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‘The Spy Who Came in From the Cold’ →

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John le Carré’s The Spy Who Came in From the Cold (1963) is a masterclass in intelligent, lean, ‘commercial’ fiction. He uses words efficiently. He uses them to tell a story. The technique is complete and always sufficient for the purpose. Never overkill.

‘Do Androids Dream of Electric Sheep’ →

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Do Androids Dream of Electric Sheep is Philip K Dick’s 1968 post-apocalyptic novel. It’s a world where people synthetically ‘dial up’ their mood, aspire to keep a real animal as a pet, and organic androids (built as a slave class) are escaping from Mars to the earth.

‘Hereditary’ →

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In Hereditary (2018) a family disintegrates under pressure from external forces. It’s a force they’re unprepared for, unable to defend against. A force later revealed to be a paranormal entity. A power beyond their comprehension. An entity capable of extreme horror.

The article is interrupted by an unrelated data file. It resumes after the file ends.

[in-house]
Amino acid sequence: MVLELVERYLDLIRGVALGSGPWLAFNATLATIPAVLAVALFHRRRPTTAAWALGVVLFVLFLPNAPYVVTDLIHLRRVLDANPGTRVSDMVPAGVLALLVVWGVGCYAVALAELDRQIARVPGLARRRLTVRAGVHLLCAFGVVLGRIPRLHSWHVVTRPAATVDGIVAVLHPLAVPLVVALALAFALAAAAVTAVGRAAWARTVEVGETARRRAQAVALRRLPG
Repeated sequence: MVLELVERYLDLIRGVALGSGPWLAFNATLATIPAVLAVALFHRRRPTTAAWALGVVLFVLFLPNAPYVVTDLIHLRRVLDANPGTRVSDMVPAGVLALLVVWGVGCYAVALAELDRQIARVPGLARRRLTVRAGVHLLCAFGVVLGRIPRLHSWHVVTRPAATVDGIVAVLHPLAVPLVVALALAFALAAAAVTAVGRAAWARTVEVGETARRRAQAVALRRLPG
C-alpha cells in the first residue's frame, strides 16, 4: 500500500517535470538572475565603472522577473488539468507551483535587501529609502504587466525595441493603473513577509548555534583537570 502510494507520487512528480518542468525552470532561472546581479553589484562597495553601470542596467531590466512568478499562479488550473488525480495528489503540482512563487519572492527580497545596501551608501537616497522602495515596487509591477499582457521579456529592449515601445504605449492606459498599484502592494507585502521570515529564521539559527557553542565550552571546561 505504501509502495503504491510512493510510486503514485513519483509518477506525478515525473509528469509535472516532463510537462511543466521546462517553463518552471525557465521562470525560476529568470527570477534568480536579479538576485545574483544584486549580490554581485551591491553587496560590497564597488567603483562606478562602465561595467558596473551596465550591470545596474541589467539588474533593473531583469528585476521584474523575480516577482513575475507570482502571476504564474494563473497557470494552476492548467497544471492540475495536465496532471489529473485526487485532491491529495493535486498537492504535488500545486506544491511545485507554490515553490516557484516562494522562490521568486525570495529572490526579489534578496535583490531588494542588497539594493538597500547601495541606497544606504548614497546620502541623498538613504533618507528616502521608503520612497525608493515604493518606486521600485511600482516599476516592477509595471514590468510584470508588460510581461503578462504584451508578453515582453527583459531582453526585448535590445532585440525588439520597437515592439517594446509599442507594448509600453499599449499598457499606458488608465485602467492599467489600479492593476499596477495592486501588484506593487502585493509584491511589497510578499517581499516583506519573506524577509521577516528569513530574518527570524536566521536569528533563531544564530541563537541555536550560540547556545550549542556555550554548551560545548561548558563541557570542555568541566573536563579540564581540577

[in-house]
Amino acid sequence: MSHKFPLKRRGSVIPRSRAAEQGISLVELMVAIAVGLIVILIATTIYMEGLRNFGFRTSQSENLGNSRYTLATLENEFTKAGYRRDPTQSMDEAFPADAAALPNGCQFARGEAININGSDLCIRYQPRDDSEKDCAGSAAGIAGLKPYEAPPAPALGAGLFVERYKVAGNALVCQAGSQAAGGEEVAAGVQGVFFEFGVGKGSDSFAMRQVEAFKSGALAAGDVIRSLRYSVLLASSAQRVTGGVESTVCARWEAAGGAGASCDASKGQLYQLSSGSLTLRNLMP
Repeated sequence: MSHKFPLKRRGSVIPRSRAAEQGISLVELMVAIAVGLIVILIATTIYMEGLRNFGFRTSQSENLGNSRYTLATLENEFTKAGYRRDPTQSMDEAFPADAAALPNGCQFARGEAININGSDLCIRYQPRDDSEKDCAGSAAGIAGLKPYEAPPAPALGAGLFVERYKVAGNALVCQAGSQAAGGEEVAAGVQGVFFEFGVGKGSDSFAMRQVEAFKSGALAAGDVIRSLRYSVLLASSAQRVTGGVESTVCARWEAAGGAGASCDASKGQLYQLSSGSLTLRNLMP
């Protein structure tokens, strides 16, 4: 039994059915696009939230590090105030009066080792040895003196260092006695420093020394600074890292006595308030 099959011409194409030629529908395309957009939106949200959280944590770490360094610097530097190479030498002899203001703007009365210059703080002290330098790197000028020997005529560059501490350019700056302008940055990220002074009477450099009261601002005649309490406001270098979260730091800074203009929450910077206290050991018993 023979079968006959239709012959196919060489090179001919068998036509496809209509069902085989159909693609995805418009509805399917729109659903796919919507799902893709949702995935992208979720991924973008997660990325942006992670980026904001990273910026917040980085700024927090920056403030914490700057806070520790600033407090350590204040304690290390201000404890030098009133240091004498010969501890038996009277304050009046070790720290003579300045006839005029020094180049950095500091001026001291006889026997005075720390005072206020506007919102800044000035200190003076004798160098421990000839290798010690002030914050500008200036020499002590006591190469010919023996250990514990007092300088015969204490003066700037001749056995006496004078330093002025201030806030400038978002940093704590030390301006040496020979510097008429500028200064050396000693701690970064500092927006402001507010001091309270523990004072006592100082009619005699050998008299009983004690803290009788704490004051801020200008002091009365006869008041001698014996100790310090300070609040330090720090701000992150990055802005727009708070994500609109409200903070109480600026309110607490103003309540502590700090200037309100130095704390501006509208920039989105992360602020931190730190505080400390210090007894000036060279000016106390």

‘Texasville’ →

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Texasville (1990) is the sequel to The Last Picture Show (1971). Thirty years later, Duane, a handsome young oil worker, is now a middle-aged father, a husband, and an oil business entrepreneur. His wife is an alcoholic, his children are running amok, and his dog is his only friend.

The Rumination of ‘Herzog’, and ‘Ravelstein’ →

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Whatever happened; has already happened. Now we’re looking back at the past, trying to make sense. This is what Saul Bellow’s novels, Herzog and Ravelstein set out to do. We can only make sense of the past if we understand the thoughts that people experienced. We have to go into the mind of a character, the ideas that motivated them. Saul Bellow was fascinated by these thoughts and ideas. How people live in worlds of ideas and conceptualisation.